The incident above is just one of the horses that “fell” during the drives yesterday.

Below is one of the others that fell in the intense pressure. If this is a supposed “emergency” where the agency is taking action “for the welfare” of compromised wilds horses, why are they running an operation as if every horse on the range is in better shape than Secretariat in his prime?

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Just the last two runs of the day resulted in two foals being roped, a stallion jumping the trap and escaping, and a band we know (run for the 4th time that day) fractured in thirds as they evaded capture in the heat of midday.

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We could only see one of the two foals, seen earlier with the group. One of the foals roped could be the one belonging to the band that was not captured. (?) We know you will ask but we can not tell you, the agency wont let us see captured horses clearly. It is very difficult to track horses after capture. (trivia note: Did you know our founder was offered exclusive access to view roundups back in 2010, but she could not take in other advocates? Instead of taking the exclusive offer, at that time roundups were open for “media days” only once a week or once a roundup, she fought a 6 year court battle to push creation of the current “daily access policy” during Ninth Circuit Mediation)

The distance to trap is one factor, the lack of  real observation at temporary corrals is the greatest impediment to being able to determine “who” was captured and “how they are doing.” “Observation” of the corrals yesterday would be limited to a “walk-around” and trying to see through snow fencing, where even the smallest opening a camera could see through is rapidly tied shut. The video we were able to grab from observation at the trap, shows the facility fill.

These particular wild horses are being sent to an off-limts facility. The first half of this operation wild horse were sent to Palomino Valley Center north of Reno. The second half are going to the Axtel facility in Utah, you can not get into Axtel. The agency is still awarding contracts to off-limits facility to be used to intake wild horses directly from capture and further impede your ability to know “who” was captured and how they are doing.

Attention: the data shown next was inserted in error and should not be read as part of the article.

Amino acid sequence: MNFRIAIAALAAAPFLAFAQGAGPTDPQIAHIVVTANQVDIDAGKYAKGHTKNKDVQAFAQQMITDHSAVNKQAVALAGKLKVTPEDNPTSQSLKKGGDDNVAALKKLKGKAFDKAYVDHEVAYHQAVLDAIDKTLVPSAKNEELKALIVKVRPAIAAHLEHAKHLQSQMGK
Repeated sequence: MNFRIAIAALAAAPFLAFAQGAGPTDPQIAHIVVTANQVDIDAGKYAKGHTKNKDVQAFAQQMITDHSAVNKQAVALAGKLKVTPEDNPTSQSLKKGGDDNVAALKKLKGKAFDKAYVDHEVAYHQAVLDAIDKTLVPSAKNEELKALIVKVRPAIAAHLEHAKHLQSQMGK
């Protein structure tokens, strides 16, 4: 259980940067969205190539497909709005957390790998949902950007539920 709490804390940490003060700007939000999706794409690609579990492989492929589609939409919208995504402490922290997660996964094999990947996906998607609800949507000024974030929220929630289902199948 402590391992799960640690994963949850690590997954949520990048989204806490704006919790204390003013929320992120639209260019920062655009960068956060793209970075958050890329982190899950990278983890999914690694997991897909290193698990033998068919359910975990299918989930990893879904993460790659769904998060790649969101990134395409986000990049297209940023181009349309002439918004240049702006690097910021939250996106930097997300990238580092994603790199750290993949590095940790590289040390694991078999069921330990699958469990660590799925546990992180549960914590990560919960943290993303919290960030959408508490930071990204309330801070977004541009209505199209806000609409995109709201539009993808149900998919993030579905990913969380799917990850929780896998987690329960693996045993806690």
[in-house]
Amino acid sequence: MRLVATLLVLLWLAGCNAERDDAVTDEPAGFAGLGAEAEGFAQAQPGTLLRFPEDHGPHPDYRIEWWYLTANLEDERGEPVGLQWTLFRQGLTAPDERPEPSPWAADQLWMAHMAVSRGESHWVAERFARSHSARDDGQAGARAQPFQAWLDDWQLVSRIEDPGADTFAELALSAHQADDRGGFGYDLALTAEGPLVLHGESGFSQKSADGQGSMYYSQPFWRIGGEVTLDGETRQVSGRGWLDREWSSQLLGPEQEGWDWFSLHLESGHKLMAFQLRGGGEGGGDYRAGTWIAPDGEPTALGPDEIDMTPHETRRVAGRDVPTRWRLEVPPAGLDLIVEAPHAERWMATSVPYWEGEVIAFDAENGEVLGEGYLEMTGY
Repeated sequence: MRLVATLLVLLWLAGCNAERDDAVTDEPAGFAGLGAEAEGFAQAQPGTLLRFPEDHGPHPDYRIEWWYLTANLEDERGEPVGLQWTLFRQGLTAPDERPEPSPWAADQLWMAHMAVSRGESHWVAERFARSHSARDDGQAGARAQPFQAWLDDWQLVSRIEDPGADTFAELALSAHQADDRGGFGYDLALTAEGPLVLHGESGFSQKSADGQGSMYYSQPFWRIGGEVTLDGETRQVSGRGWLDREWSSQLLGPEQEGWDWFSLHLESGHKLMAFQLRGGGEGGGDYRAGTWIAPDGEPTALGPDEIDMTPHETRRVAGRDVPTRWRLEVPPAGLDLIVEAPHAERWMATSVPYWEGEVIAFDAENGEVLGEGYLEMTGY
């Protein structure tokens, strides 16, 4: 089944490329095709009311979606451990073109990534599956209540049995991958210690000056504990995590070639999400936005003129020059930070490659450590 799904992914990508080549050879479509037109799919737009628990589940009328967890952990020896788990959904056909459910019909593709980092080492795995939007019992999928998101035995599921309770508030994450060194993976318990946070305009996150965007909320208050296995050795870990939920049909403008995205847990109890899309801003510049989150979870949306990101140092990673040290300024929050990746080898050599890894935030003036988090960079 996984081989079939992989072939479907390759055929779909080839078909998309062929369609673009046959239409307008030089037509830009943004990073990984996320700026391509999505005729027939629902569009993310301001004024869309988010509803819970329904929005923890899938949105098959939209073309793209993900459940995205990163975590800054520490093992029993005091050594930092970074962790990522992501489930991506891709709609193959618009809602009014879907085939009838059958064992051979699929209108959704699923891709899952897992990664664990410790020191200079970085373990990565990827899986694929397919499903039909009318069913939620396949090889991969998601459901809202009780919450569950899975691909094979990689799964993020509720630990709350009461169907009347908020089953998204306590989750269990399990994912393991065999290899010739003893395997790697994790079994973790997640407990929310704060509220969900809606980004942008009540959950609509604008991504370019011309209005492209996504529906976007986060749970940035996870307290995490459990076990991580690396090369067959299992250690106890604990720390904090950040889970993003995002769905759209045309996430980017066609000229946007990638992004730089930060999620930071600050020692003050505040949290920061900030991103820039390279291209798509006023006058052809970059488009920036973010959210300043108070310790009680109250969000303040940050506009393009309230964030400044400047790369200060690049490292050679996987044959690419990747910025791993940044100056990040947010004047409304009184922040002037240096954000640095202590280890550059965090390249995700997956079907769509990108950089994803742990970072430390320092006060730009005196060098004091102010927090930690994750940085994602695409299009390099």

It is really hard when you know them wild and once captured, you can never find them again.

Below: 48 hours ago, date of capture. One of the mares in this band is the one that fell in the slideshow above.

Stud evaded capture with two of his mares. He looks back at the trap where other herd mates could not evade the relentless chase. The intensity of the thought process visible on his face will haunt us.

We are editing video and still offloading photo files from yesterday as the information from today is gathered. Our team wakes early (sometimes as early as 3:30 a.m.) to make the meet zones. We remain in field, trap and/or holding until well into midday. Travel one way to a motel or camp can be hours from trap. Then all info (photos, video, hand notes and audio edit notes) need to be archived. Reports are crafted for our internal files and we create these online updates for you. Just this one day includes 4 hours of video, over 2500 still images and six pages of notations. We do not simply raise a (rented) lens when we can get a billboard style photo of a roundup. Just this one month of in field documentation could be edited into a full-length documentary film! We really are trying hard to keep an eye on each horse and how they are handled. It is what we have always done and will continue to strive to do.

In addition to the in-field work our team met with BLM CAWP team, met with the agency on some of our ongoing legal actions and more. This month really has been busy! We still have so much to share with you about the operation and the behind the scenes work!

More soon.

Multiple roundups in multiple states will be taking place at the same time. Many of these operations wont have much notice and the schedule will continue to change rapidly.Help keep us in the field and in the courts.Thank you. 

from LLeigh, founder: I want to thank our team that stepped up for one of our beloved herds with so little notice. I had major surgery and our volunteers have offered invaluable, professional, support to maintain the data base we have kept on this herd, our CAWP work and more. I want to thank all of you for your support that allowed us to be here for our wild ones. I am grateful beyond mere words.. love these horses so much… and am more emotional in my gratitude than normal probably due to the physical challenge of healing. With my heart and soul, thank you.

Categories: Lead